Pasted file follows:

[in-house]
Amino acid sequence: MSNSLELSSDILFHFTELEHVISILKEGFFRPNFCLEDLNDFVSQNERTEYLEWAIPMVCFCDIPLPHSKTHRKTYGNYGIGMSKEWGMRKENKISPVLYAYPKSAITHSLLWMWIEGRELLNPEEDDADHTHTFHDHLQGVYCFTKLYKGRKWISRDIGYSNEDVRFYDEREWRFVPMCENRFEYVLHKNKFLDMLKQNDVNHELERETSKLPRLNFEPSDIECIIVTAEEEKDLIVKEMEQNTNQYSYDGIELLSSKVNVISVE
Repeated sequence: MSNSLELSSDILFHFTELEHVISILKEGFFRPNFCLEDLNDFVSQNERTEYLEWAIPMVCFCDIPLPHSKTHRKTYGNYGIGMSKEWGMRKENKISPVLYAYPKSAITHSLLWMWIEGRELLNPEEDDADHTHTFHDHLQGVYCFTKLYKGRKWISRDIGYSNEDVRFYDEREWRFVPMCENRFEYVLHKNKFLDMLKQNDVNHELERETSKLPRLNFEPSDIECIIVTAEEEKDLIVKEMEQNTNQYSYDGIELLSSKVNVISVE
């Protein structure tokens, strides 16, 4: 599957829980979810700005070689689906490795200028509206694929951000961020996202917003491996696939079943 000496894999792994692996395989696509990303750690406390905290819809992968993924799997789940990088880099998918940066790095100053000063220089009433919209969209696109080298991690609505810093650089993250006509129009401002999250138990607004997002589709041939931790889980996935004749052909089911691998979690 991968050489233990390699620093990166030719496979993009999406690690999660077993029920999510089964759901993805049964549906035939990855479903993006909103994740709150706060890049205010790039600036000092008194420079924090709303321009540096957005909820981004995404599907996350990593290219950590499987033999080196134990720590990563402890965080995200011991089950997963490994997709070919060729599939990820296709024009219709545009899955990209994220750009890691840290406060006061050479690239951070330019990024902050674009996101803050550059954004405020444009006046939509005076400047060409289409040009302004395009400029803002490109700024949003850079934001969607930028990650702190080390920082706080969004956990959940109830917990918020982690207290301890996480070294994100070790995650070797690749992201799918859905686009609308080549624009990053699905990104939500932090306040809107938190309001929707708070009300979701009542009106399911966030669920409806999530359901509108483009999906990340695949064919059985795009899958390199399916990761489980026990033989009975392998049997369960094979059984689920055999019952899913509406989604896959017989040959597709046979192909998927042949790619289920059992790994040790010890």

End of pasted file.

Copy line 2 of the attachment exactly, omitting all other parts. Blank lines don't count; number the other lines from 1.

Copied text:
Amino acid sequence: MSNSLELSSDILFHFTELEHVISILKEGFFRPNFCLEDLNDFVSQNERTEYLEWAIPMVCFCDIPLPHSKTHRKTYGNYGIGMSKEWGMRKENKISPVLYAYPKSAITHSLLWMWIEGRELLNPEEDDADHTHTFHDHLQGVYCFTKLYKGRKWISRDIGYSNEDVRFYDEREWRFVPMCENRFEYVLHKNKFLDMLKQNDVNHELERETSKLPRLNFEPSDIECIIVTAEEEKDLIVKEMEQNTNQYSYDGIELLSSKVNVISVE